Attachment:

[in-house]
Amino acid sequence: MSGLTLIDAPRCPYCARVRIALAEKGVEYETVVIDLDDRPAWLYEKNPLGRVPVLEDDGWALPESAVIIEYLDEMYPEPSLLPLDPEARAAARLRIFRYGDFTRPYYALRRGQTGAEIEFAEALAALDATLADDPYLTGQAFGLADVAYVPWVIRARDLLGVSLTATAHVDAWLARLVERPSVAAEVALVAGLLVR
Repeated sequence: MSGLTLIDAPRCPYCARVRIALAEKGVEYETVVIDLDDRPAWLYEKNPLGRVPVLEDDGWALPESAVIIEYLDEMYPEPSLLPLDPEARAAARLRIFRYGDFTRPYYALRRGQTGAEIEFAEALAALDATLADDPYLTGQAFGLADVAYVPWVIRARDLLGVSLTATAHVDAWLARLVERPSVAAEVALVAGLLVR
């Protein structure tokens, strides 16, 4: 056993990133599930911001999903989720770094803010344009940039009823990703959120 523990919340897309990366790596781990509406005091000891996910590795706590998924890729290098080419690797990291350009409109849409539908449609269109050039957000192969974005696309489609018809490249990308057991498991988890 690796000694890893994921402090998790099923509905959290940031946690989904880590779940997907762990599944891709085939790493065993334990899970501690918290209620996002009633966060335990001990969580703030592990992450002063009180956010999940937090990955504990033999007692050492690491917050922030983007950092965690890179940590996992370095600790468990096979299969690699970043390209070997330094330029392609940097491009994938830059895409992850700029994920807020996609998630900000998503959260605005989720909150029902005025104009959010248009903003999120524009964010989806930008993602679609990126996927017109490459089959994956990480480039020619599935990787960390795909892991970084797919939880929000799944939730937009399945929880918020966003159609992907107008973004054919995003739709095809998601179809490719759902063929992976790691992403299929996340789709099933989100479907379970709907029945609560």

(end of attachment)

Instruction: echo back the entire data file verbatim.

[in-house]
Amino acid sequence: MSGLTLIDAPRCPYCARVRIALAEKGVEYETVVIDLDDRPAWLYEKNPLGRVPVLEDDGWALPESAVIIEYLDEMYPEPSLLPLDPEARAAARLRIFRYGDFTRPYYALRRGQTGAEIEFAEALAALDATLADDPYLTGQAFGLADVAYVPWVIRARDLLGVSLTATAHVDAWLARLVERPSVAAEVALVAGLLVR
Repeated sequence: MSGLTLIDAPRCPYCARVRIALAEKGVEYETVVIDLDDRPAWLYEKNPLGRVPVLEDDGWALPESAVIIEYLDEMYPEPSLLPLDPEARAAARLRIFRYGDFTRPYYALRRGQTGAEIEFAEALAALDATLADDPYLTGQAFGLADVAYVPWVIRARDLLGVSLTATAHVDAWLARLVERPSVAAEVALVAGLLVR
């Protein structure tokens, strides 16, 4: 056993990133599930911001999903989720770094803010344009940039009823990703959120 523990919340897309990366790596781990509406005091000891996910590795706590998924890729290098080419690797990291350009409109849409539908449609269109050039957000192969974005696309489609018809490249990308057991498991988890 690796000694890893994921402090998790099923509905959290940031946690989904880590779940997907762990599944891709085939790493065993334990899970501690918290209620996002009633966060335990001990969580703030592990992450002063009180956010999940937090990955504990033999007692050492690491917050922030983007950092965690890179940590996992370095600790468990096979299969690699970043390209070997330094330029392609940097491009994938830059895409992850700029994920807020996609998630900000998503959260605005989720909150029902005025104009959010248009903003999120524009964010989806930008993602679609990126996927017109490459089959994956990480480039020619599935990787960390795909892991970084797919939880929000799944939730937009399945929880918020966003159609992907107008973004054919995003739709095809998601179809490719759902063929992976790691992403299929996340789709099933989100479907379970709907029945609560």